Top holiday DVD picks


You don't always have to be on the fly to enjoy a holiday movie. There are several classics on DVD and home video that are worth renting, if they're not a permanent part of your home library already.  Here are five @ The Movies recommendations from holidays past and present that you can watch while roasting chestnuts on an open fire.

"It's a Wonderful Life" (1946): Starring the late, great Jimmy Stewart and Donna Reed, this magical Frank Capra film is arguably one of the best holiday films, if not best films, period, of all time. The film finds a despondent businessman George Bailey (Stewart) on Christmas Eve, ready to take his own life until an angel named Clarence (Henry Travers) shows him how drastically different life in Bedford Falls, N.Y., would have been if Bailey were never born. And with the evil banker, Mr. Potter (a deliciously villainous Lionel Barrymore) in charge of the town that never got to experience Bailey's positive influence, things aren't looking very pretty. It's a real tearjerker that never grows tired.

"White Christmas" (1954): Not nearly as serious as "It's a Wonderful Life," "White Christmas" follows a pair of Army buddies-turned-entertainers Bob Wallace and Phil Davis (Bing Crosby and Danny Kaye) and a sister-singing duo Betty and Judy Haynes (Rosemary Clooney and Vera-Ellen) who come together to stage a show to save a resort owed by Wallace and Davis' former Army commander. The musical includes such standout songs as "Sisters" and "Gee! I Wish I Was Back in the Army" and is topped off by Crosby and company singing the Irvin Berlin classic, "White Christmas."

"A Christmas Story" (1983): Starring a fresh-faced Peter Billingsley, "A Christmas Story" tells the sweet tale of Ralphie (Billingsley) and his quest to get a Daisy Red Ryder BB Gun for Christmas. It's set in Indiana, with Ralphie's working-class dad (Darren McGavin) nailing the role as the tight-fisted Old Man. To say "A Christmas Story" is just the story of one kid's Christmas is like saying "It's A Wonderful Life" is about how George Bailey is a guy who lives in Bedford Falls.  Like the Capra classic, "A Christmas Story" is about life, love, growing up, growing old and appreciating the things that matter.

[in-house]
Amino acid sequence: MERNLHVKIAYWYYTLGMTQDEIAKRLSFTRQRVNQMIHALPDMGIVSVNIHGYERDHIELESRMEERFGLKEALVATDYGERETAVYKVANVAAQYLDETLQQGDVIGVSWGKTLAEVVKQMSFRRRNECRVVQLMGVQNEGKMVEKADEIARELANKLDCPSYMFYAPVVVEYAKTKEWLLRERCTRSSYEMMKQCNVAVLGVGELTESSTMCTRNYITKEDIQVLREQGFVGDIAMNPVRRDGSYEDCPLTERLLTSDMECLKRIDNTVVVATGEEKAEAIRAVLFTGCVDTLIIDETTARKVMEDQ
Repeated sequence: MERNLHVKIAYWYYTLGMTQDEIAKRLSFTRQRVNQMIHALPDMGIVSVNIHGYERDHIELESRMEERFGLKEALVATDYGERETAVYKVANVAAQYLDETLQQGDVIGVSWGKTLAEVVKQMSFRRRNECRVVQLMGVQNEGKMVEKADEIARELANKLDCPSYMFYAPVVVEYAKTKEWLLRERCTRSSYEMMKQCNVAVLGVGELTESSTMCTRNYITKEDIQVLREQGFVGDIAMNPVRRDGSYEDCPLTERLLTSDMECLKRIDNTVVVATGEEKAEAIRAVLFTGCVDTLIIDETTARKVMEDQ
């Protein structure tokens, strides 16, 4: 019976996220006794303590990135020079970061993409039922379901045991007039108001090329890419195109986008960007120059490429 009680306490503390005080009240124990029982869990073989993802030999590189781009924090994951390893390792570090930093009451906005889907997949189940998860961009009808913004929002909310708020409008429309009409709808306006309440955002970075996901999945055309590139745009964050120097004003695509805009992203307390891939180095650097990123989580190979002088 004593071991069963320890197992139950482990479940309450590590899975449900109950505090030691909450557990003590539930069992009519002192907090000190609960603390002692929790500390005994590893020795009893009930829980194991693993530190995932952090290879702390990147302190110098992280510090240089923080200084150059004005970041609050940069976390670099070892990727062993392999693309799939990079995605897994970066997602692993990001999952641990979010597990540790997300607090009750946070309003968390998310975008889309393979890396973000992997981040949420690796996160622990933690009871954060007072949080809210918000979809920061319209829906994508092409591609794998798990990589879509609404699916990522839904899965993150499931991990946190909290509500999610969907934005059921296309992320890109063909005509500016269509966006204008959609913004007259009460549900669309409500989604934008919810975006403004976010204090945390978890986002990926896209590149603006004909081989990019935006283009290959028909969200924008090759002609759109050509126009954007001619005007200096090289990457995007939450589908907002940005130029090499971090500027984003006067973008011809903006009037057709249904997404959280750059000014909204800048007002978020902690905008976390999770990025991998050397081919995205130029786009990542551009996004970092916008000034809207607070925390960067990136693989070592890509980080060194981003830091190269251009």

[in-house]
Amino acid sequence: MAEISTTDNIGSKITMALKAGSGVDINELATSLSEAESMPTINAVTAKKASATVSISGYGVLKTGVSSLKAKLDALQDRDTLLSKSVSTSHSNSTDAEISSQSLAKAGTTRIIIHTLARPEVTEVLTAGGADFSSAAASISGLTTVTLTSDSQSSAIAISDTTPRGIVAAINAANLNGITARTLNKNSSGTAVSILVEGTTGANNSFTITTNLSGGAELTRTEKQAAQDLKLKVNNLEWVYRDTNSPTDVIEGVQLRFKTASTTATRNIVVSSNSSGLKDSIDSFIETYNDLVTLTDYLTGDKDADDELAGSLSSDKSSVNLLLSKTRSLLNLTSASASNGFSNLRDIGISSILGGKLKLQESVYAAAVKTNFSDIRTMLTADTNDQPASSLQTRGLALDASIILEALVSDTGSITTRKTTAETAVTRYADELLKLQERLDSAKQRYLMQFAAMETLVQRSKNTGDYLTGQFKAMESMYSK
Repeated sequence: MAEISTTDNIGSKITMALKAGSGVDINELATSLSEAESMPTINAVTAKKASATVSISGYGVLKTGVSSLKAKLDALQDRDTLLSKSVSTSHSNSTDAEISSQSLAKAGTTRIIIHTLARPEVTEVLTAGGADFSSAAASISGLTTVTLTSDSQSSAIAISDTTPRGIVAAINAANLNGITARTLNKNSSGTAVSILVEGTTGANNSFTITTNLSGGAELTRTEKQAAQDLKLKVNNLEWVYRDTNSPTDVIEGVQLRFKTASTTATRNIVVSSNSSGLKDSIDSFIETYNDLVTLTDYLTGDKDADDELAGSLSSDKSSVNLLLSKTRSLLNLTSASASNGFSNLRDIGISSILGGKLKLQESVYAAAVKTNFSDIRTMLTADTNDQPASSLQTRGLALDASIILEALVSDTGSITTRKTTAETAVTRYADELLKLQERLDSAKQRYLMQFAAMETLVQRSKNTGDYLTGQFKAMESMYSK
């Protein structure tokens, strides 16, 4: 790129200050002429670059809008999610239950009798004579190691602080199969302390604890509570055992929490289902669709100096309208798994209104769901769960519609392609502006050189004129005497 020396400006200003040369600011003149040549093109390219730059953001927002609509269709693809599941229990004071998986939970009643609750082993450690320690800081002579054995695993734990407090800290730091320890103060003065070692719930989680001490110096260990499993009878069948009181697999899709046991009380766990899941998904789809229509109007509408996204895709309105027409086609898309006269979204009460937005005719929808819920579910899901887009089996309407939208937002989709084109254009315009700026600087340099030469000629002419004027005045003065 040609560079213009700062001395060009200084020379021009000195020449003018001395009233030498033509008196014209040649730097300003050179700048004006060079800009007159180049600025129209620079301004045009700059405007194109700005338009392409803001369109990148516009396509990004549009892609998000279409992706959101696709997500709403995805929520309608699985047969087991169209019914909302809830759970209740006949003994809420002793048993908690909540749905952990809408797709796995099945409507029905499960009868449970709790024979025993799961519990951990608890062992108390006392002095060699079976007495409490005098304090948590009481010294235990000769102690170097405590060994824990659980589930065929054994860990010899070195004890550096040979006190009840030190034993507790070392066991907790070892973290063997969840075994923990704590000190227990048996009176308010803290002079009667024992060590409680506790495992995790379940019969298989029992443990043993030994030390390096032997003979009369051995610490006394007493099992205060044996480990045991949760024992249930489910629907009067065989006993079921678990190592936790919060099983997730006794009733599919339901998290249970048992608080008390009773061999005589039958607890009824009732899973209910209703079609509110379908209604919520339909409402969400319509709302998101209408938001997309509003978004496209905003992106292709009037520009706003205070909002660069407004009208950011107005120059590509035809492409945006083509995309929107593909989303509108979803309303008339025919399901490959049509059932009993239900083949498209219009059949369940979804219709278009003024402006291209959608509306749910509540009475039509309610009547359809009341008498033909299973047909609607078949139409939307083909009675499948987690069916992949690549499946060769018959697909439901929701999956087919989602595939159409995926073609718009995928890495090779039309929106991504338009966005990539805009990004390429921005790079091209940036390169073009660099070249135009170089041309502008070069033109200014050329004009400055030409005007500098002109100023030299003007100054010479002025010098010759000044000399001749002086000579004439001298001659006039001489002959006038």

"The Santa Clause 2" (2002): The best of "The Santa Clause" trilogy, this family romp finds Allen's tenure as St. Nick coming to an end unless he can find a Mrs. Claus. He finds his match in Carol Newman (Elizabeth Mitchell), a school principal, who, along with her staff, learns what it's like to be a kid again thanks to Santa's magic. The film is a wonderful trip down memory lane for baby boomers, as Santa manages to tap into their childhood memories by providing adults with the nostalgic toys they grew up with.

"Elf" (2003):  "Elf" is a raucous family comedy about Buddy, an orphaned toddler who accidentally stows himself away in Santa's (Ed Asner) sack of presents and ends up at the North Pole. Adopted there by one of Santa's head elves (Bob Newhart), Buddy (Will Ferrell) grows up to be an outcast because of his unwieldy size and definitive lack of toy-making talent.  Urged to find his real father (James Caan) in New York City, Buddy discovers a town loaded with a load of people who have lost their belief in Christmas, and it's up to him to turn it around.  It's easily one of Ferrell's best performances in a film not only because of his humor, but also for a magical childlike innocence and vulnerability comparable to Tom Hanks' brilliant performance in "Big."

Of course, there are several others on DVD that are worth mentioning, including the 1947 version of "Miracle on 34th Street," "The Polar Express" (2004), "Scrooged" (1988)  and the perennial television classics, "Rudolph, the Red-Nosed Reindeer" (1964), "Santa Claus is Comin' to Town" (1970), "Frosty the Snowman" (1969) and both the animated and feature film versions of "Dr. Seuss' How the Grinch Stole Christmas" (1966 and 2000, respectively).

And that's it for the recommendations for holiday films past and present. Happy Holidays!